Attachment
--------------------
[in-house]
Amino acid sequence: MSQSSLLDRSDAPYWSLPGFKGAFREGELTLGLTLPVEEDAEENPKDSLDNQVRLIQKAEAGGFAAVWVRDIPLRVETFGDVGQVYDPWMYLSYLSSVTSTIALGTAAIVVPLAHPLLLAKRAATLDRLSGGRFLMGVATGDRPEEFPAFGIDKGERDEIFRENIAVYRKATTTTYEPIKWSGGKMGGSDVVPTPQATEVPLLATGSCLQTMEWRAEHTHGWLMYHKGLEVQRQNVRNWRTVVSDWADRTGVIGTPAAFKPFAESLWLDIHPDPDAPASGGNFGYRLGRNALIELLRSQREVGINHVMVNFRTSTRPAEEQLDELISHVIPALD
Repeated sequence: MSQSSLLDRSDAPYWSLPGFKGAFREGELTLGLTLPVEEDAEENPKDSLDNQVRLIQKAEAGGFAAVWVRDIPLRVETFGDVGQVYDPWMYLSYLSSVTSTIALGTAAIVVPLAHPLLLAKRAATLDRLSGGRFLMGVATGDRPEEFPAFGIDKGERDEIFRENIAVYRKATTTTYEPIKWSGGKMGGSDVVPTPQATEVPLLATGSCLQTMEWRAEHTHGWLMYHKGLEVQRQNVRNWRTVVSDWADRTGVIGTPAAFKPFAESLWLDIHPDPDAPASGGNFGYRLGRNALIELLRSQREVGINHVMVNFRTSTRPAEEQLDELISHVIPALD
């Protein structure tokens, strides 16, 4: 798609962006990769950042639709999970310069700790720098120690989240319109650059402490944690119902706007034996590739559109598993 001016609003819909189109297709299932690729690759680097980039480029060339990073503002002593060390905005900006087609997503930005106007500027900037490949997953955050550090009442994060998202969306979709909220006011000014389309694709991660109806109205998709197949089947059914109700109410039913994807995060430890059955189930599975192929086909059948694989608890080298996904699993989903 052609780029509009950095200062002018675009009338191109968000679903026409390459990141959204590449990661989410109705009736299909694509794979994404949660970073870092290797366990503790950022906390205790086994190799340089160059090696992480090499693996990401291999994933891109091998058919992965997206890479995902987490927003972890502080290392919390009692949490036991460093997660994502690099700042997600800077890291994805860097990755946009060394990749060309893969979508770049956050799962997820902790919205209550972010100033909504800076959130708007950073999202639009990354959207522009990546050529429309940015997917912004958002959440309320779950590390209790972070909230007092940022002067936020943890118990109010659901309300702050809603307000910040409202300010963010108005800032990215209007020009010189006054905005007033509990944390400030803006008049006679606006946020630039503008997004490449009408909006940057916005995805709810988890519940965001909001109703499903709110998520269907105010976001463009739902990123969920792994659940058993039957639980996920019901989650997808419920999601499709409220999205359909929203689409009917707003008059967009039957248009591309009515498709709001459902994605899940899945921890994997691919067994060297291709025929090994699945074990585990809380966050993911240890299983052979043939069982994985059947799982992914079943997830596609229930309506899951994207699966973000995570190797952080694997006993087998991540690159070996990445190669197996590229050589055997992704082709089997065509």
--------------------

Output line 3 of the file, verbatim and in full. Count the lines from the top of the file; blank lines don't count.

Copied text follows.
Repeated sequence: MSQSSLLDRSDAPYWSLPGFKGAFREGELTLGLTLPVEEDAEENPKDSLDNQVRLIQKAEAGGFAAVWVRDIPLRVETFGDVGQVYDPWMYLSYLSSVTSTIALGTAAIVVPLAHPLLLAKRAATLDRLSGGRFLMGVATGDRPEEFPAFGIDKGERDEIFRENIAVYRKATTTTYEPIKWSGGKMGGSDVVPTPQATEVPLLATGSCLQTMEWRAEHTHGWLMYHKGLEVQRQNVRNWRTVVSDWADRTGVIGTPAAFKPFAESLWLDIHPDPDAPASGGNFGYRLGRNALIELLRSQREVGINHVMVNFRTSTRPAEEQLDELISHVIPALD